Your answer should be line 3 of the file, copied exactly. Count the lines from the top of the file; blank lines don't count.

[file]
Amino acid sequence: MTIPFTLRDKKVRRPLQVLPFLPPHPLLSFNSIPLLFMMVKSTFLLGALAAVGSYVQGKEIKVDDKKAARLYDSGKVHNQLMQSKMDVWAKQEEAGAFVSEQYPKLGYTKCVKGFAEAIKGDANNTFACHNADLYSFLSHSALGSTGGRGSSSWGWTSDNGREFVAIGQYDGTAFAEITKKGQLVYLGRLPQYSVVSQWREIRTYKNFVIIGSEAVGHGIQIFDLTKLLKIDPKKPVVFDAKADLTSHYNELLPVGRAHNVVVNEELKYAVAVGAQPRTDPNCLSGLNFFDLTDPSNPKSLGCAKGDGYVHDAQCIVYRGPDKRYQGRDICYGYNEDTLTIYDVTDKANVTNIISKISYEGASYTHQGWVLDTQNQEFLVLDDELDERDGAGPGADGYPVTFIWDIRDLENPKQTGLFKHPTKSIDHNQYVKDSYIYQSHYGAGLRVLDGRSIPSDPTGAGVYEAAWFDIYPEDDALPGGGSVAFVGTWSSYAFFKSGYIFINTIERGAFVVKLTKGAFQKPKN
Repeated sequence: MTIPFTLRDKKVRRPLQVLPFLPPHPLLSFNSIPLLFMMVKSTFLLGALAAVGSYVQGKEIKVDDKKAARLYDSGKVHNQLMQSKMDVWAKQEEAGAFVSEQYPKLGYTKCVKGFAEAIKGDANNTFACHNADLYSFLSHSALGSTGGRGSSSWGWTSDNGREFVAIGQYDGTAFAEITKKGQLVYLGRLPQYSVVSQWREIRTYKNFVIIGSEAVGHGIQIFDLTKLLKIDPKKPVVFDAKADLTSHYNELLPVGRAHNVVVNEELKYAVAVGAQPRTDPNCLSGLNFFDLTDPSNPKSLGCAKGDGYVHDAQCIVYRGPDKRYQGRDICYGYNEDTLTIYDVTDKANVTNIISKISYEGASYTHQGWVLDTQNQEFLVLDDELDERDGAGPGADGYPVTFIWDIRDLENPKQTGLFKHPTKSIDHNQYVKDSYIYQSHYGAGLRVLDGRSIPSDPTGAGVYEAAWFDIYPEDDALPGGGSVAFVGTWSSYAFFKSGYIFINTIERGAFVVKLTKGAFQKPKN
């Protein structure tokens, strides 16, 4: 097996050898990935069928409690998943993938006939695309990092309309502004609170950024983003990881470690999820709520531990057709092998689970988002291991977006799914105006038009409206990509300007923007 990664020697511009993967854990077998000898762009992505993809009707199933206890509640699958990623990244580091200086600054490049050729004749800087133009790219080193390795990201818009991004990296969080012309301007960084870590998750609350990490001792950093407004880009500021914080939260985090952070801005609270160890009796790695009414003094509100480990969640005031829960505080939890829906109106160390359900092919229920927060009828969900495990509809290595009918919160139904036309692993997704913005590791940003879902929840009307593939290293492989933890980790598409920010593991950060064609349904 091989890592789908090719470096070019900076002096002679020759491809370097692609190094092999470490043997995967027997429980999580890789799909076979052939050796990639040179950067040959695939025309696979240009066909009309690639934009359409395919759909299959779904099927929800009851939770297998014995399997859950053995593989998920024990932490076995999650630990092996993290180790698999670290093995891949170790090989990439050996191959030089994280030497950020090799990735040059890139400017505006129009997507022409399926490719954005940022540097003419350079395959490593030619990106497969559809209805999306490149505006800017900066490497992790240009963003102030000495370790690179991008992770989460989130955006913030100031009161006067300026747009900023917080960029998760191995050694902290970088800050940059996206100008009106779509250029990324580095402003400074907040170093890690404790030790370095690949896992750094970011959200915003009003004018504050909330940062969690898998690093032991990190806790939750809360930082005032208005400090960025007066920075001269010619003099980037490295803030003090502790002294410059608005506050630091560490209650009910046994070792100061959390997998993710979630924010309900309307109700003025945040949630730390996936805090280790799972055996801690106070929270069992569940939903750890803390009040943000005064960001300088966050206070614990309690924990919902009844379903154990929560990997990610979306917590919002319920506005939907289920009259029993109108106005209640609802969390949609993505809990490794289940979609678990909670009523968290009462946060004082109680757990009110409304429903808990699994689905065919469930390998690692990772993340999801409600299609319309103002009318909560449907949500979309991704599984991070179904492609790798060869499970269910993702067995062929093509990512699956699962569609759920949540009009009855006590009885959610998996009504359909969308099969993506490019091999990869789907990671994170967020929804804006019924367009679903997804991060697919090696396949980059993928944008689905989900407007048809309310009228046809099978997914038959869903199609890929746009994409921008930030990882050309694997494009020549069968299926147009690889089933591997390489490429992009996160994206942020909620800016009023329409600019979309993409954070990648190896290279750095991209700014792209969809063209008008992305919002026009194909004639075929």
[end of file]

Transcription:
């Protein structure tokens, strides 16, 4: 097996050898990935069928409690998943993938006939695309990092309309502004609170950024983003990881470690999820709520531990057709092998689970988002291991977006799914105006038009409206990509300007923007 990664020697511009993967854990077998000898762009992505993809009707199933206890509640699958990623990244580091200086600054490049050729004749800087133009790219080193390795990201818009991004990296969080012309301007960084870590998750609350990490001792950093407004880009500021914080939260985090952070801005609270160890009796790695009414003094509100480990969640005031829960505080939890829906109106160390359900092919229920927060009828969900495990509809290595009918919160139904036309692993997704913005590791940003879902929840009307593939290293492989933890980790598409920010593991950060064609349904 091989890592789908090719470096070019900076002096002679020759491809370097692609190094092999470490043997995967027997429980999580890789799909076979052939050796990639040179950067040959695939025309696979240009066909009309690639934009359409395919759909299959779904099927929800009851939770297998014995399997859950053995593989998920024990932490076995999650630990092996993290180790698999670290093995891949170790090989990439050996191959030089994280030497950020090799990735040059890139400017505006129009997507022409399926490719954005940022540097003419350079395959490593030619990106497969559809209805999306490149505006800017900066490497992790240009963003102030000495370790690179991008992770989460989130955006913030100031009161006067300026747009900023917080960029998760191995050694902290970088800050940059996206100008009106779509250029990324580095402003400074907040170093890690404790030790370095690949896992750094970011959200915003009003004018504050909330940062969690898998690093032991990190806790939750809360930082005032208005400090960025007066920075001269010619003099980037490295803030003090502790002294410059608005506050630091560490209650009910046994070792100061959390997998993710979630924010309900309307109700003025945040949630730390996936805090280790799972055996801690106070929270069992569940939903750890803390009040943000005064960001300088966050206070614990309690924990919902009844379903154990929560990997990610979306917590919002319920506005939907289920009259029993109108106005209640609802969390949609993505809990490794289940979609678990909670009523968290009462946060004082109680757990009110409304429903808990699994689905065919469930390998690692990772993340999801409600299609319309103002009318909560449907949500979309991704599984991070179904492609790798060869499970269910993702067995062929093509990512699956699962569609759920949540009009009855006590009885959610998996009504359909969308099969993506490019091999990869789907990671994170967020929804804006019924367009679903997804991060697919090696396949980059993928944008689905989900407007048809309310009228046809099978997914038959869903199609890929746009994409921008930030990882050309694997494009020549069968299926147009690889089933591997390489490429992009996160994206942020909620800016009023329409600019979309993409954070990648190896290279750095991209700014792209969809063209008008992305919002026009194909004639075929």